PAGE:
Eucalyptus benthamii Maiden et Cambage growth and wood density in integrated crop-livestock systems in Brazilian subtropic
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Subjectsilviculture, agroforestry systems, specific wood mass, environmentally protected area, competition.
Integrating trees in agricultural landscapes is a great option to sustainably provide goods for society while increasing biodiversity, securing animal welfare, and generating profitability for stakeholders. The choice of the tree species is fundamentally important once it will affect resources partitioning among agricultural components. Knowing how timber quality is affected when trees are integrated to crop and/or livestock enterprises can provide additional insights into the usefulness of timber after harvest, and wood density is one of the most important properties in this regard. The present study aimed to evaluate how Eucalyptus benthamii growth and wood density are affected in integrated crop-livestock systems when compared to monoculture forestry 74 months after planting in subtropical environments. The integrated systems were in alley cropping design where crop and/or grazed pasture were temporally rotated in between tree lines (14 x 2 m trees spacing), and those systems were compared to monoculture forestry (3 x 2 m spacing). Tree trunks (n=60) were sampled in five diametric classes of each treatment by cutting disks in six positions of the trunk (0.1 m, 1.30 m, 25%, 50%, 75% and 90% of the total height) (n = 360). The wood density was calculated as a function of the shelled volume of the logs. Trees growing in integrated systems increased trunk diameter at breast height by 24.7% and produced wood 9.0% less dense than in the monoculture forestry system. Wood density along the trunk decreased from the base until 1.30 m, followed by an increase up to between 50 or 75% of the tree height, depending on the analyzed production system, with subsequent decline in all treatments until tree top. Monoculture forestry increased tree height and there was no difference of trunk volume among the production systems. These results suggest that integrated systems can produce timber with lower wood density and faster individual growth than in forestry monocultures. Such a system can promote sustainable intensification of agricultural production complementarily with other ecosystem services.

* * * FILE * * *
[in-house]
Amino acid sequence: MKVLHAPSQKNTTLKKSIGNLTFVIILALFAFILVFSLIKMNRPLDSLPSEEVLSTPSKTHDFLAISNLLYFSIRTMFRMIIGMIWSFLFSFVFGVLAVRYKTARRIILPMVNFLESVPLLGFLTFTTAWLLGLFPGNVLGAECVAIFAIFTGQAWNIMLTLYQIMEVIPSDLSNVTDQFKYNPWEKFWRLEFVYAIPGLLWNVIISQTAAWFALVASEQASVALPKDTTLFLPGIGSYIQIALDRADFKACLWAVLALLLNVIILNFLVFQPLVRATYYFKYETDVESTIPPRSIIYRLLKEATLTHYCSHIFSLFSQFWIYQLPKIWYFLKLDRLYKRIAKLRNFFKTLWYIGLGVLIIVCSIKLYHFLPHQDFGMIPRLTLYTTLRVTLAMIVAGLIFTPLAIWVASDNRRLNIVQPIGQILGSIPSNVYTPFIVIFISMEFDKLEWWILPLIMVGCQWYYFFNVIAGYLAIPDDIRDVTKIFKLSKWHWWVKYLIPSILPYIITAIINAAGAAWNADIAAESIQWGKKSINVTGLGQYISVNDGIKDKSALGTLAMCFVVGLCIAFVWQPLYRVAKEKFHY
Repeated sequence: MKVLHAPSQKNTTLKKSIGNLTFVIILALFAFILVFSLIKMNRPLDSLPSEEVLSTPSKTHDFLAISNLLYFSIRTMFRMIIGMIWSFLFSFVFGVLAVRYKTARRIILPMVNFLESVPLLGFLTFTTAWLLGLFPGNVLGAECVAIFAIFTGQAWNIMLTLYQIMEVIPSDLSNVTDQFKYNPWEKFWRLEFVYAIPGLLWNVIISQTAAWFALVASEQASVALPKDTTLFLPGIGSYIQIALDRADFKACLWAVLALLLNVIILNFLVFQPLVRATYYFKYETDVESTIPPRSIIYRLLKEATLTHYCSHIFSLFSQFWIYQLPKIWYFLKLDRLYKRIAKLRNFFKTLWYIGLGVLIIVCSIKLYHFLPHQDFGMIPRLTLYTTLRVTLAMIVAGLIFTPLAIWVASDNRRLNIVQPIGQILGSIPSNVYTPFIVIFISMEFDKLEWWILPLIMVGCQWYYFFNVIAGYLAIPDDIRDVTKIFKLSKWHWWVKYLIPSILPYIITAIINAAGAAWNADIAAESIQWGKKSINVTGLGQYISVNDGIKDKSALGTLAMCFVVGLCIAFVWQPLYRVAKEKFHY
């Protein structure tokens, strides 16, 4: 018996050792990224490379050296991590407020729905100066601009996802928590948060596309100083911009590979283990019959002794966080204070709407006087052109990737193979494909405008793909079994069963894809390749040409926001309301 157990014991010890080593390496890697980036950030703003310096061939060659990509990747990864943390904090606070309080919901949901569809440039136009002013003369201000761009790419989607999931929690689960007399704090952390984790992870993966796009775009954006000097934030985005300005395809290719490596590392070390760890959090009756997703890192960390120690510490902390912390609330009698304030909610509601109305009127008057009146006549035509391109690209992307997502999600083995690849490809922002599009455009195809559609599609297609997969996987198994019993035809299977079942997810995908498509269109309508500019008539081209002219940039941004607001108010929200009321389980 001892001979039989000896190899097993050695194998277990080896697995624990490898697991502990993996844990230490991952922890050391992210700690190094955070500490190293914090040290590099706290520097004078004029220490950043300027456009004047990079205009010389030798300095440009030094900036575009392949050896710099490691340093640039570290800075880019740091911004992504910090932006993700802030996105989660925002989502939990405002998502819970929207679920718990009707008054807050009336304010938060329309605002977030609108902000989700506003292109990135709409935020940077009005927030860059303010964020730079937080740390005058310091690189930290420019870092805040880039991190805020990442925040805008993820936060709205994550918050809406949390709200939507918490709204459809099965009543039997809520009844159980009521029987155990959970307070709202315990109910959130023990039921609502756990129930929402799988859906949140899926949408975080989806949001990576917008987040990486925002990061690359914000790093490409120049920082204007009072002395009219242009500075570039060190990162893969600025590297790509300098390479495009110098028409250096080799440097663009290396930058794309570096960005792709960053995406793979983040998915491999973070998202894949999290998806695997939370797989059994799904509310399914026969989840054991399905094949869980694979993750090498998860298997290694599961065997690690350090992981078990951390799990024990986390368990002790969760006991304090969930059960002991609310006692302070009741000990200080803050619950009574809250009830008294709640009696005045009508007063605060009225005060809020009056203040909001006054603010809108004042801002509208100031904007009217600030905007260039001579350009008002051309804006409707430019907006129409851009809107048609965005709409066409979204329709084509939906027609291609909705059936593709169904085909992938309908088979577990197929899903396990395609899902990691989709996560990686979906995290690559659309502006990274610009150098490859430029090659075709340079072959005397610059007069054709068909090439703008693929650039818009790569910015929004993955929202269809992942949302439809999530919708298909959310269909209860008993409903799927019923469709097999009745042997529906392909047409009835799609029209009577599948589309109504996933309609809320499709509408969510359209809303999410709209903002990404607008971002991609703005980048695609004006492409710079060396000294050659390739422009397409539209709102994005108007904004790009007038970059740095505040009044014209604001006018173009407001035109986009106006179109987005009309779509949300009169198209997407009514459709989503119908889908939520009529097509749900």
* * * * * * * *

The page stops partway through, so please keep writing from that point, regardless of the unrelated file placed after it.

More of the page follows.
This resource is related to:http://www.agrarias.ufpr.br/portal/fitotecnia/nucleo-de-inovacao-tecnologica-em-agropecuaria-nita/
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